Thailand — Seasonal fires blamed for northern haze crisis
CHIANG MAI: Authorities are aiming to damp down the “burning culture” in the North to ward off the annual haze crisis.
A campaign will encourage people not to burn crops and household waste, which is a common practice in the northern provinces, Aphiwat Khunarak, chief of the environment office region 1, said.
This seasonal crop burning can create dangerous dust levels in the air during the driest months, he said.
A dangerous haze is expected in March.
Authorities are also preparing an evacuation plan for vulnerable people if the haze becomes too severe.
Vulnerable people such as the elderly, children, and the infirm, will be moved from haze-hit areas to temporary shelters in areas with good air.
Evacuations will be carried out if dust levels hit 300-400 microgrammes per cubic metre. The safe limit is 120.
Authorities in Chiang Mai are campaigning against burnoffs after the northern provinces were hit by haze in previous years, Mr Aphiwat said.
“We don’t want to encounter such a crisis again so we are campaigning against burning,” Mr Aphiwat said.
In the lead-up to the Thai New Year in April, many northerners spring-clean their homes and burn unwanted items outdoors. Farming also adds to the problem.
For example, corn growers working under deadlines to plant, harvest and clear land quickly for the next crop tend to burn cornstalks left over from the previous harvest, rather than bury them.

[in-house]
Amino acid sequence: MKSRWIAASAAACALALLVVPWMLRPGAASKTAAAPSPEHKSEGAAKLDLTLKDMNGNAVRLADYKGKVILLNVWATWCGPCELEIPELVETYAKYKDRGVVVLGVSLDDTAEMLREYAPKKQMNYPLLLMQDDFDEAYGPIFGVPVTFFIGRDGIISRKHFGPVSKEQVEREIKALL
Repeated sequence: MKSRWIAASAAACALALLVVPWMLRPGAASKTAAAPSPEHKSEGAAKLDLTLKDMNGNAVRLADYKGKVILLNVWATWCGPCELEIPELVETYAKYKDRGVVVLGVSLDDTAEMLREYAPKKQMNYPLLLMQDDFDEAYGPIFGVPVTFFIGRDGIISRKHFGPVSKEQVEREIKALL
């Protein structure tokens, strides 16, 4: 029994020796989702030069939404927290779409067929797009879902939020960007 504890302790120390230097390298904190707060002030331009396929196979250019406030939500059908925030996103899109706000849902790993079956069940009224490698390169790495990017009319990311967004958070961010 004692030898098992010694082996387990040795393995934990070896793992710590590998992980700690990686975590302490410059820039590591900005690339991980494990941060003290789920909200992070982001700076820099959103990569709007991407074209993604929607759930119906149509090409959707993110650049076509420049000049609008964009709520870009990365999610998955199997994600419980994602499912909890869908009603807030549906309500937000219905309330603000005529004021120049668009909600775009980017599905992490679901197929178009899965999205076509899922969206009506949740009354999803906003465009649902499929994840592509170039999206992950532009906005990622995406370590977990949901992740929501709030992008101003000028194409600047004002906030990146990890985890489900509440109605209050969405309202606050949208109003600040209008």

Though burying is more environmentally friendly, it takes more time and costs more than burning, Mr Aphiwat said.
He urged local agencies to teach farmers about alternative methods of clearing plantations. “We just tell these farmers not to burn but they know of no alternatives,” he said.
He said the government should compensate farmers for the cost of burying, or encourage them to grow other crops which do not need to be disposed of after harvest.
Meanwhile, officials of the Doi Inthanon fire control unit have trained more than 50 volunteers in how to handle bushfires, which usually break out between January and April.
Somdet Bunseng, assistant to the fire control unit chief, said budget restraints and a staff shortage make it impossible to keep watch on the whole of the 250,000-rai Doi Inthanon National Park.
The park’s mountainous landscape also makes it hard to gain access to some fires but officials will try to reduce the problem by building firebreaks near known “hot spots”. Firebreaks are gaps in vegetation which serve as barriers to contain wild fires.
The number of bushfires has dropped in recent years from an average of 300 a year to about 100 a year now, Mr Somdet said. He attributed the drop to locals becoming more aware of the hazards of setting fires in forests.
Public Health Minister Pradit Sintawanarong Sunday instructed health officials in nine northern provinces to keep watch for haze-related ailments.
The nine provinces at risk are Chiang Mai, Chiang Rai, Lampang, Lamphun, Mae Hong Son, Nan, Phrae, Phayao and Tak.
Health officials would pay special attention to seven risk groups – children, pregnant women, the elderly, and people with asthma, heart disease, emphysema, and allergies.
These people should avoid outdoor activities when the dust particle-level exceeds safety limits, he said.
The ministers also assigned village health volunteers to educate the public about the impacts of burning activities in the dry season.